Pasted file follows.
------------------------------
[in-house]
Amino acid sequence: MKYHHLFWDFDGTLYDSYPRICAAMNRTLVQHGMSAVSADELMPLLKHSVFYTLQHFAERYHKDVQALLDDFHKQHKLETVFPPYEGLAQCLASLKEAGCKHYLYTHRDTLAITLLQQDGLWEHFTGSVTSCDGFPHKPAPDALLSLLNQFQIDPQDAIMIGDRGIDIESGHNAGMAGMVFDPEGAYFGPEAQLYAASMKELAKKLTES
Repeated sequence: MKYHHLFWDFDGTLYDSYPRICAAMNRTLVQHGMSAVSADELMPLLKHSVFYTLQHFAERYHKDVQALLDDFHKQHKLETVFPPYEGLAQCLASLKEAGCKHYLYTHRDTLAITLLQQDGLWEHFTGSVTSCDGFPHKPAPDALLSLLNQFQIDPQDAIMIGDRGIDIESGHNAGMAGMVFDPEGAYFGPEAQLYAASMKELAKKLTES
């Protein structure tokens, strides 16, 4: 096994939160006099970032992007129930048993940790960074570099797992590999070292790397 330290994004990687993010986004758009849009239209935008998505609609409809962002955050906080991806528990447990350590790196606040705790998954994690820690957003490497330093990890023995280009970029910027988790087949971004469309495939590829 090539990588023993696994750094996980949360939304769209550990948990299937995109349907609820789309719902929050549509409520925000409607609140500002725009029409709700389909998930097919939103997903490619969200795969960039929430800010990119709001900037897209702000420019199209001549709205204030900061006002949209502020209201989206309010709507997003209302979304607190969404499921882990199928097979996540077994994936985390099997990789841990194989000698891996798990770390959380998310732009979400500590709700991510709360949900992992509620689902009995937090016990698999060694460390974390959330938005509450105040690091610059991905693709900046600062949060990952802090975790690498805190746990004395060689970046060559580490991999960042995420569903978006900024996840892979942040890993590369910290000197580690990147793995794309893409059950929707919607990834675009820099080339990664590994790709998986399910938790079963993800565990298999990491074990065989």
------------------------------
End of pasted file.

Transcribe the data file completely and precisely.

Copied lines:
[in-house]
Amino acid sequence: MKYHHLFWDFDGTLYDSYPRICAAMNRTLVQHGMSAVSADELMPLLKHSVFYTLQHFAERYHKDVQALLDDFHKQHKLETVFPPYEGLAQCLASLKEAGCKHYLYTHRDTLAITLLQQDGLWEHFTGSVTSCDGFPHKPAPDALLSLLNQFQIDPQDAIMIGDRGIDIESGHNAGMAGMVFDPEGAYFGPEAQLYAASMKELAKKLTES
Repeated sequence: MKYHHLFWDFDGTLYDSYPRICAAMNRTLVQHGMSAVSADELMPLLKHSVFYTLQHFAERYHKDVQALLDDFHKQHKLETVFPPYEGLAQCLASLKEAGCKHYLYTHRDTLAITLLQQDGLWEHFTGSVTSCDGFPHKPAPDALLSLLNQFQIDPQDAIMIGDRGIDIESGHNAGMAGMVFDPEGAYFGPEAQLYAASMKELAKKLTES
């Protein structure tokens, strides 16, 4: 096994939160006099970032992007129930048993940790960074570099797992590999070292790397 330290994004990687993010986004758009849009239209935008998505609609409809962002955050906080991806528990447990350590790196606040705790998954994690820690957003490497330093990890023995280009970029910027988790087949971004469309495939590829 090539990588023993696994750094996980949360939304769209550990948990299937995109349907609820789309719902929050549509409520925000409607609140500002725009029409709700389909998930097919939103997903490619969200795969960039929430800010990119709001900037897209702000420019199209001549709205204030900061006002949209502020209201989206309010709507997003209302979304607190969404499921882990199928097979996540077994994936985390099997990789841990194989000698891996798990770390959380998310732009979400500590709700991510709360949900992992509620689902009995937090016990698999060694460390974390959330938005509450105040690091610059991905693709900046600062949060990952802090975790690498805190746990004395060689970046060559580490991999960042995420569903978006900024996840892979942040890993590369910290000197580690990147793995794309893409059950929707919607990834675009820099080339990664590994790709998986399910938790079963993800565990298999990491074990065989």